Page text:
The collapse of the Soviet Union should have led logically, to a downsizing of a massively bloated military infrastructure that had for years sapped the American pocket-book. This did not occur. In fact, since the events of 9/11 2001, America has been steadily moving away from its origins as a Democratic republic toward what seems to be more and more its future role as a militaristic totalitarian empire.
Why, how, who and since when are all the things that Johnson addresses with ease and expertise in The Sorrows of Empire.
What this book is, is the facts.
Johnson is not presenting much in the way of solutions, he is simply trying to illuminate so much that is often left covered in shadow to the layman who essentially has no way to get this information.
The United states has 725 official military bases outside of the USA.
There are 969 bases inside the 50 states.
There are NUMEROUS secret and clandestine bases literally all over the globe that are maintained by black budgets and money that congress has no accountability over. 40% of the militaries budget is classified as SECRET. The CIA, NSA, NSO, DIA, NRO and the other 11 intelligence organizations have budgets that are nearly completely free of governmental oversight. They work for the president of the united states and they bend and conform to what HE wants to do.
Get that straight now: The president makes a decision and then those intelligence agencies work to SUPPORT his decision.
After reading this book a phrase reverberated in my head over and over again with disturbing frequency.
Quis custodiet ipsos custodes?
….who watches the watchmen…..
Republic…honestly, how long has it been since you heard that term used by anyone discussing the United states?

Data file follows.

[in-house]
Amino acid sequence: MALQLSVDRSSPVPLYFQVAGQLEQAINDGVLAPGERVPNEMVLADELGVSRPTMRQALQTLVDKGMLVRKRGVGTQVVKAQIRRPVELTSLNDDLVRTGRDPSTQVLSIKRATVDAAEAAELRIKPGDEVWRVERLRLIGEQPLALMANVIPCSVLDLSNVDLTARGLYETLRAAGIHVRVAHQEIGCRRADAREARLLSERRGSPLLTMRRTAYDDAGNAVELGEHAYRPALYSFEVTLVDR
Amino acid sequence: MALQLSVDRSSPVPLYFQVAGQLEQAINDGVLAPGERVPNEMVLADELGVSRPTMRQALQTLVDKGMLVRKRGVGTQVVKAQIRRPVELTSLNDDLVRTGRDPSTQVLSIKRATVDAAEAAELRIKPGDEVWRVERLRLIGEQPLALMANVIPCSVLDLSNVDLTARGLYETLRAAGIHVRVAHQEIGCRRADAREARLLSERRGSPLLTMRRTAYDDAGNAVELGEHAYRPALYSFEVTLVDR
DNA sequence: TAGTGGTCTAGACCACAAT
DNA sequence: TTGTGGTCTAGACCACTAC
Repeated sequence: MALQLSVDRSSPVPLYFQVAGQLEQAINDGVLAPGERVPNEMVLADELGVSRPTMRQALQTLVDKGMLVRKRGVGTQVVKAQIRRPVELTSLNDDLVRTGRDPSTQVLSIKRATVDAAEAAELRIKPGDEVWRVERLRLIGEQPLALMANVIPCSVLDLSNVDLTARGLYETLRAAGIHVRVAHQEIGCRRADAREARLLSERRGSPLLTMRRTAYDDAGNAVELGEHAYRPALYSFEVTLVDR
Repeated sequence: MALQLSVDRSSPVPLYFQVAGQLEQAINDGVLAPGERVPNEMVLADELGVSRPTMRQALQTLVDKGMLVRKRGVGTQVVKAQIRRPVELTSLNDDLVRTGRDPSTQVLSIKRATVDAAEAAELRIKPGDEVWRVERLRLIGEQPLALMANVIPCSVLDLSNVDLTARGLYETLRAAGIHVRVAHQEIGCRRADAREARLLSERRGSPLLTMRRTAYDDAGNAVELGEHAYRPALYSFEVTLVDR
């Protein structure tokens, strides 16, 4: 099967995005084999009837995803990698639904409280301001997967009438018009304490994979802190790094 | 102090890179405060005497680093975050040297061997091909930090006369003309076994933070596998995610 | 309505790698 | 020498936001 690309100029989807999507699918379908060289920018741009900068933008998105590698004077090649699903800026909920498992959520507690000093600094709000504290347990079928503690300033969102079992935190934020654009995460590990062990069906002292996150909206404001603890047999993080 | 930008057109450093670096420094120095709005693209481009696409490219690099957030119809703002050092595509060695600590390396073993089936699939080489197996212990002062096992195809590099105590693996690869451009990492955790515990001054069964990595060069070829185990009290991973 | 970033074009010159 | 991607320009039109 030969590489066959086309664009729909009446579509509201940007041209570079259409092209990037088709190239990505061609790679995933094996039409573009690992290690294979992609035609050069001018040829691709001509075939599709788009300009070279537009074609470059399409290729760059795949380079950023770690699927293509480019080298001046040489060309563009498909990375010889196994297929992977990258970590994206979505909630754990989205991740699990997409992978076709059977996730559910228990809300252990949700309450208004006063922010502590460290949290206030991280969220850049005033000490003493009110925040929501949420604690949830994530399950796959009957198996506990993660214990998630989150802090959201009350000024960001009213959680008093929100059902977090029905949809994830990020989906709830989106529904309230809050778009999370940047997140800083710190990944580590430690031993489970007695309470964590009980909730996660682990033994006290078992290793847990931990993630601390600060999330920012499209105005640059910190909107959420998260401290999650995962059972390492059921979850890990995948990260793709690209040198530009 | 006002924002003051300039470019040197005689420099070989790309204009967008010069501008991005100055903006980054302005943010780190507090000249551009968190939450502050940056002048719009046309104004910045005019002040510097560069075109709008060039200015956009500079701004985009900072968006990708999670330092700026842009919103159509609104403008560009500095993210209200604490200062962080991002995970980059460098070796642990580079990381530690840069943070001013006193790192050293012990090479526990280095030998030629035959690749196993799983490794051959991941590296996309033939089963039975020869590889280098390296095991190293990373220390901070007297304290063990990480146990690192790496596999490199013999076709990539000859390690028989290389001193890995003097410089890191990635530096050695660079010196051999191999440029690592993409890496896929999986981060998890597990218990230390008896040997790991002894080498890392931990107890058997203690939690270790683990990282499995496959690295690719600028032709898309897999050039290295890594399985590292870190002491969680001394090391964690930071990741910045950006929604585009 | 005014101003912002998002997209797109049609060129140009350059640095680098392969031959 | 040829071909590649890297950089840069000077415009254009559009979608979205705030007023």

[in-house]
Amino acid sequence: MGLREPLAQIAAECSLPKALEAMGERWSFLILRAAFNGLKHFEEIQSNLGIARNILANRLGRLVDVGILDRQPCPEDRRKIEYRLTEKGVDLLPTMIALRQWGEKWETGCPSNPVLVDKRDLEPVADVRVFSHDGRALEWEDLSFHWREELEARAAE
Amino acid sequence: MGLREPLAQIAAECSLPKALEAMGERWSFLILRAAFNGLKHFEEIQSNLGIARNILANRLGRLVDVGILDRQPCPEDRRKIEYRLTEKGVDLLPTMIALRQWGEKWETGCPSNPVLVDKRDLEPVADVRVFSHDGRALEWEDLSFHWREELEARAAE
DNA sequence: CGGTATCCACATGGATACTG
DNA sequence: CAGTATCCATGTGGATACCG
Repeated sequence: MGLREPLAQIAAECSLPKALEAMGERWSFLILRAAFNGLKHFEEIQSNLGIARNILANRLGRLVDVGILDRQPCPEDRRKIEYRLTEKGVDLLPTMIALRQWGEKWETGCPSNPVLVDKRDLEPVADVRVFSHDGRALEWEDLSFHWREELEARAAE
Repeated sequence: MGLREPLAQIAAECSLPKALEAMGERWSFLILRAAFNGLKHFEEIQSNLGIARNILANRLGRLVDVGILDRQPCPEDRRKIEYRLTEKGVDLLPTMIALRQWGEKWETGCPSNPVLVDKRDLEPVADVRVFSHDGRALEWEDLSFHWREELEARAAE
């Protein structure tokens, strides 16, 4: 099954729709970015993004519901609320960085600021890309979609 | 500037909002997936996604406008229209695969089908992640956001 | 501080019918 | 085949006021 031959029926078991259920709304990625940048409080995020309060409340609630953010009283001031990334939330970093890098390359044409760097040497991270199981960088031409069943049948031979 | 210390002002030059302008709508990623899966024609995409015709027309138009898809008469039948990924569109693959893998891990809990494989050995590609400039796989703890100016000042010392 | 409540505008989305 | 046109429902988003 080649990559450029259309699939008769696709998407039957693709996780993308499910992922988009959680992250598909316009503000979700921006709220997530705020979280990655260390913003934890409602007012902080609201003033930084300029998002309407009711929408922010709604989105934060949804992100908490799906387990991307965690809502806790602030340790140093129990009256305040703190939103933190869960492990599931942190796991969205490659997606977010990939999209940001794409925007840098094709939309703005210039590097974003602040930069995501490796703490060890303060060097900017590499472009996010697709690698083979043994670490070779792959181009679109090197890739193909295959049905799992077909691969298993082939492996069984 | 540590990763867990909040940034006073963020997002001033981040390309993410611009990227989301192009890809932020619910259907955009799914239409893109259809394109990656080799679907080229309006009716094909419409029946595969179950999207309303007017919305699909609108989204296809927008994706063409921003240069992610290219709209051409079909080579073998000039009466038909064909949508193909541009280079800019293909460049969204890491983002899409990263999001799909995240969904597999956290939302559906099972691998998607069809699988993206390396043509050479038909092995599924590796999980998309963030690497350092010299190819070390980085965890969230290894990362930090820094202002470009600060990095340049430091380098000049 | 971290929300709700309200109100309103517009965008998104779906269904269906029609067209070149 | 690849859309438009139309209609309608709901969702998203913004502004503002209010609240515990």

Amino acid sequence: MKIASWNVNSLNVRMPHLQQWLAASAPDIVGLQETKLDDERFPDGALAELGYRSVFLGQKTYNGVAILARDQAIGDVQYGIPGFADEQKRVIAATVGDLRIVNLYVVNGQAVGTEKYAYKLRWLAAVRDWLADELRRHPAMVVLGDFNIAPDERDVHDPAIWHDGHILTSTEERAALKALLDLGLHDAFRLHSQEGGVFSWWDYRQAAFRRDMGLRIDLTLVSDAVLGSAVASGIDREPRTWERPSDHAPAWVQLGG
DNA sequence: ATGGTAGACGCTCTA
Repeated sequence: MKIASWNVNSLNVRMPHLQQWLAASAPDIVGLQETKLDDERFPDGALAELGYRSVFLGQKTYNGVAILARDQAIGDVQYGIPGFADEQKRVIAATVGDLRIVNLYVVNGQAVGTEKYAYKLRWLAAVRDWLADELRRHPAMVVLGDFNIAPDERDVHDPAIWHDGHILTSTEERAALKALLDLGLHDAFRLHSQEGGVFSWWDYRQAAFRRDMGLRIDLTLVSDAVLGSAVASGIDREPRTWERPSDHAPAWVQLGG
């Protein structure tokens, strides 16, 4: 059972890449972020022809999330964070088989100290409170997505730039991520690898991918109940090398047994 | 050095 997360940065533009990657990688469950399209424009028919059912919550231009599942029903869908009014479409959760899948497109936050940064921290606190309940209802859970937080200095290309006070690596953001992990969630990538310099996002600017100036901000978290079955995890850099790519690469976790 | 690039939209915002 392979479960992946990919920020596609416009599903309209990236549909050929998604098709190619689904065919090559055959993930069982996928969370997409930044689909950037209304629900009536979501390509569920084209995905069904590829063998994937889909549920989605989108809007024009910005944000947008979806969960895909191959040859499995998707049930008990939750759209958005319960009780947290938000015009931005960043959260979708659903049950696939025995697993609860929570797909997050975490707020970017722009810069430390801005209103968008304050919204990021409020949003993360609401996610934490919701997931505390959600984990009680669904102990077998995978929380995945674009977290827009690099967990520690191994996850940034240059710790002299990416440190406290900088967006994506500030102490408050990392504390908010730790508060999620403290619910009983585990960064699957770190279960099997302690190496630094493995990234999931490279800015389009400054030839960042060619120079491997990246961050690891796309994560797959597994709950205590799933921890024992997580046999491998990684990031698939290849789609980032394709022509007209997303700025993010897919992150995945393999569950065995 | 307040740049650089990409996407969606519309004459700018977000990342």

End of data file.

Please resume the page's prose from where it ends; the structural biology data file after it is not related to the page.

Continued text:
In Blowback, Johnson was desperate, he was angry and he was trying to reach someone, anyone. A warning he had, and it went unheard.
In the Sorrows of Empire, stressed out and desperate, he tried to give us the history. American Imperialism, why? Where did this come from? How is it working? The book gave little in the way of solutions but provided lots of fuel for someones angry fire.
Nemesis is Chalmers Johnson standing back, solemnly shaking his head and waiting for everyone else to wake up. He doesn’t want to say “I told you so.” but….
Nemesis in many ways is the climax. It is structurally much more smooth than the two preceding books and Johnson is much more careful regarding sourcing etc. In this way, it is better.
It is however, a clearly more depressing read. In Blowback one can feel Johnson’s angst and disappointed, in Nemesis, I felt nothing but disgust and sadness. This does not mean it should not be read, it is in fact a MUST READ.
Johnson compares and contrasts The Roman empire, the British Empire and finally the current American Empire. The similarities are astounding and frightening. He is a very functional historian who organizes facts in a timely fashions and has the ability to keep the book and the topics very academic without being completely boring. The information itself is fascinating as well.
A large part of this book is also dedicated to the CIA and its history and all the damage it has caused the world over. It has caused an immense amount of damage.
Conspiracy theorists move over, Nemesis brings the facts hard and fast. It reminds me of Noam Chomsky in Manufacturing Consent: “Do the Facts matter? Just tell me, do the Facts matter?”
The facts Matter. Johnson provides them in spades.
READ THESE BOOKS
These are all important books. If you are an American, if you consider yourself a patriot, you have a responsibility to read these and to be INFORMED. Anyone who is not from the USA, these books provide a very detailed inside look at the country that is more than likely controlling some form of your life, you just dont realize it. If you have a friend in the US military, these are books they should read. Be informed. Knowledge is power.